View Full Version : Ten new bridges 'arrive' for malakand and FATA


Talal
10-04-2010, 08:18 PM
Ten bridges arrive in Karachi from UK
'Pakistan Times' Federal Bureau
ISLAMABAD: Ten bridges that set sail from London last month arrived in Karachi at the Pakistan International Container Terminal on Wednesday. The bridges, provided by the UK Government will replace some of those destroyed by the floods.

A press communiqué issued by the British High Commission [BHC] said in Islamabad on Thursday that the bridges are destined for the Malakand District in Khyber Pakhtunkhwa and the Federally Administered Tribal Areas (FATA).

A team of DFID-funded engineers has been on the ground since early August, identifying priority sites and planning delivery of the bridges.

British Deputy High Commissioner for Karachi Robert Gibson said: “The floods have washed away hundreds of bridges in Pakistan. These ten bridges represent a continued commitment by the UK to Pakistan to help the people most affected both now at this critical life-saving time and in the longer term as work begins to rebuild the country.

“People rely on bridges; they’re vital transport links; and will allow people to get to school, work, and get on with their lives.

“In addition to these ten bridges, the UK Government has committed some 18 billion rupees, plus another 7.5 billion rupees donated by the Britain public, to help the people of Pakistan.”

The bridges are the first instalment of a pre-agreed £10 million (approx Rs 1.3 billion) project which has been accelerated to help Pakistan recover from the floods. The original start date was scheduled for the New Year. DFID purchased the ten bridges in the UK and will hand them over to the Government of Khyber Pakhtunkhwa. More bridges will follow.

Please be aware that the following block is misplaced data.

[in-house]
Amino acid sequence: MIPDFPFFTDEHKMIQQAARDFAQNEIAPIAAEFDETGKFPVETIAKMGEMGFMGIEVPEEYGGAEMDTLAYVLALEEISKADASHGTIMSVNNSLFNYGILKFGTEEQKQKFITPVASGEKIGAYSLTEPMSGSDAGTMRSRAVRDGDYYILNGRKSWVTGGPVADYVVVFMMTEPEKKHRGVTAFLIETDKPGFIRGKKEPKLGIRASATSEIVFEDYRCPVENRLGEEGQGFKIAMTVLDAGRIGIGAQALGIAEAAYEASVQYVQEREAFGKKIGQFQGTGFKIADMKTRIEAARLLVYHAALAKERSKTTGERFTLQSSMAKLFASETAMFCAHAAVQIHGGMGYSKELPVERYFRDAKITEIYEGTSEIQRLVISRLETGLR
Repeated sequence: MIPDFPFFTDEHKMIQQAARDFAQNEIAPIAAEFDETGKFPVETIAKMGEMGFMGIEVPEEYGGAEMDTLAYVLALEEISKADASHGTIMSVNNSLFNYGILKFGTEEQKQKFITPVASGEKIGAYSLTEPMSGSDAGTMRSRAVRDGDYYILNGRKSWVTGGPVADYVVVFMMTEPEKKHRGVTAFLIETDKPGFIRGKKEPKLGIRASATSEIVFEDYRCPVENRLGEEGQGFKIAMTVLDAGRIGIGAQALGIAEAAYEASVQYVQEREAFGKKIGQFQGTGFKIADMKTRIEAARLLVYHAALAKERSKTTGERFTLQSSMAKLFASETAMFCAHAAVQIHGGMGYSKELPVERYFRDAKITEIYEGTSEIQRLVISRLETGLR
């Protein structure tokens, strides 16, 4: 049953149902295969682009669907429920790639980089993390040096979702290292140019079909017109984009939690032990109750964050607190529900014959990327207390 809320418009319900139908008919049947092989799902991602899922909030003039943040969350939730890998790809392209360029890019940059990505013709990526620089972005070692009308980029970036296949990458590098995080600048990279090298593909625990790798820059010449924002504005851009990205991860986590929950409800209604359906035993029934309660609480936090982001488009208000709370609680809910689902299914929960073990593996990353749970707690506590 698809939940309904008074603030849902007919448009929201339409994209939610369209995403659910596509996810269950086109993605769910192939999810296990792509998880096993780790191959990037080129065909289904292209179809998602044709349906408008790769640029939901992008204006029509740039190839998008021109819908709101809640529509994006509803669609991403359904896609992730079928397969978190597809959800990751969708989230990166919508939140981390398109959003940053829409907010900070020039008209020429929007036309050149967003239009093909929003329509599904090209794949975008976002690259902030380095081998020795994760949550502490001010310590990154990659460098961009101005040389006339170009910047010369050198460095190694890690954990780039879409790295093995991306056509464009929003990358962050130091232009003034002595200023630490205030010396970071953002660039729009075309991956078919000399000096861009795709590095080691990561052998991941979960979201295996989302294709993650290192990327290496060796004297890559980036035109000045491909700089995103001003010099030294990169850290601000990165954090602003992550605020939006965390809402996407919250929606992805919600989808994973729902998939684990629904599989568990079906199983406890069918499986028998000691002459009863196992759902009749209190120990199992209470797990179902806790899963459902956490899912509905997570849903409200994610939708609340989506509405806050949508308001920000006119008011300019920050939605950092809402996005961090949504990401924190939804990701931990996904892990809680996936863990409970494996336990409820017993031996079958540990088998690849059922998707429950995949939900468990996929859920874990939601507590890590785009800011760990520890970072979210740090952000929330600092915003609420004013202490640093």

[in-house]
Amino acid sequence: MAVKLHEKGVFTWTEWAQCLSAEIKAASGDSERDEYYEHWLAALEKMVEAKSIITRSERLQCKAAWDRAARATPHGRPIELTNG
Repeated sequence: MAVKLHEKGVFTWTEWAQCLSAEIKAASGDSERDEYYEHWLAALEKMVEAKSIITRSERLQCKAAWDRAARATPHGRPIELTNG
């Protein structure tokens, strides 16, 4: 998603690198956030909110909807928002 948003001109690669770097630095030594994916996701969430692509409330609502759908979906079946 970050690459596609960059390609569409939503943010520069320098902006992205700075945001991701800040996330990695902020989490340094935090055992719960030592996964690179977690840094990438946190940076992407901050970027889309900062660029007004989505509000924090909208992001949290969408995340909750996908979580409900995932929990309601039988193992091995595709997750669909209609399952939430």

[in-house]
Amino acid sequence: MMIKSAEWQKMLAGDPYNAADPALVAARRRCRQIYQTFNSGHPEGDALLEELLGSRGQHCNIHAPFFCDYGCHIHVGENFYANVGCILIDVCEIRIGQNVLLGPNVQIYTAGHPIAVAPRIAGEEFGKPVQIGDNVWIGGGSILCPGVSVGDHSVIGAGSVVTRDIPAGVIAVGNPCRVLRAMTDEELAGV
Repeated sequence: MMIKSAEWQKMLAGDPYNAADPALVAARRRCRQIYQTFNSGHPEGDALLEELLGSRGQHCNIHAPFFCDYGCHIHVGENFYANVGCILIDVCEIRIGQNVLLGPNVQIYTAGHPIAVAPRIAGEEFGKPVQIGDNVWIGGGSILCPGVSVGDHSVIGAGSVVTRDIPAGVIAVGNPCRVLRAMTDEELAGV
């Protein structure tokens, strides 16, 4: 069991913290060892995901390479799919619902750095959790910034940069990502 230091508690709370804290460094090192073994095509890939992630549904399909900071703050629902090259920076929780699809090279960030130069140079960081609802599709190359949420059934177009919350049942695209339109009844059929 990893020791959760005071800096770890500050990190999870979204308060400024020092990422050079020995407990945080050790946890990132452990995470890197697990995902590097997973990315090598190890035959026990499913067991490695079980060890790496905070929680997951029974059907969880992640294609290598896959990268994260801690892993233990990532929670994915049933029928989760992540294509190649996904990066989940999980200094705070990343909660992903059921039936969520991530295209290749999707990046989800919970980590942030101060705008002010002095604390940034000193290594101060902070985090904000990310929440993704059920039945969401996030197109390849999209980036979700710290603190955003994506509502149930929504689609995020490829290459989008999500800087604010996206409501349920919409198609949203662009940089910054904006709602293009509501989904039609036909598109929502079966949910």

On Sunday 19 September, UK Development Secretary Andrew Mitchell announcement a further £70 million (nearly 9.5 billion rupees), from the UK Government to help people start rebuilding their lives, including re-starting agriculture, and getting children back to school, as well as further lifesaving aid for the south of Pakistan where the situation remains critical.

The UK Government has now committed a total of £134 million (nearly 18 billion rupees), while the UK public has generously donated a further £56m (approx 7.5 billion rupees) from their own pockets through the Disasters Emergency Committee (DEC) appeal.

The UK was one of the first countries to respond to this crisis. UK aid is already providing immediate lifesaving aid including funding towards UN airlifts; twelve planes funded by DFID packed full of vital aid; emergency shelter, safe drinking water, and latrines for millions of people; one month food packages for nearly one million people; an emergency field camp in the worst affected area near Sukkur; help for half a million malnourished children and pregnant/breastfeeding women; emergency health care and more.

tor_khan
10-07-2010, 06:40 PM
I'm reminded of the first story that Greg Mortenson tells in Three Cups of Tea. On his return trip to Baltistan after securing sponsorship in the US to build a school there, Greg Mortenson found that after hiking all these materials up through Gilgit and into Baltistan, the locals there, instead of using the materials to build a school, built a bridge instead.

Their logic was completely understandable - "we can wait for a school", but not being able to get to the other side of a valley during the winter troubled them more.

Feroza_Banu
10-07-2010, 06:45 PM
awesome!

amna.
10-07-2010, 07:23 PM
Good to see developments.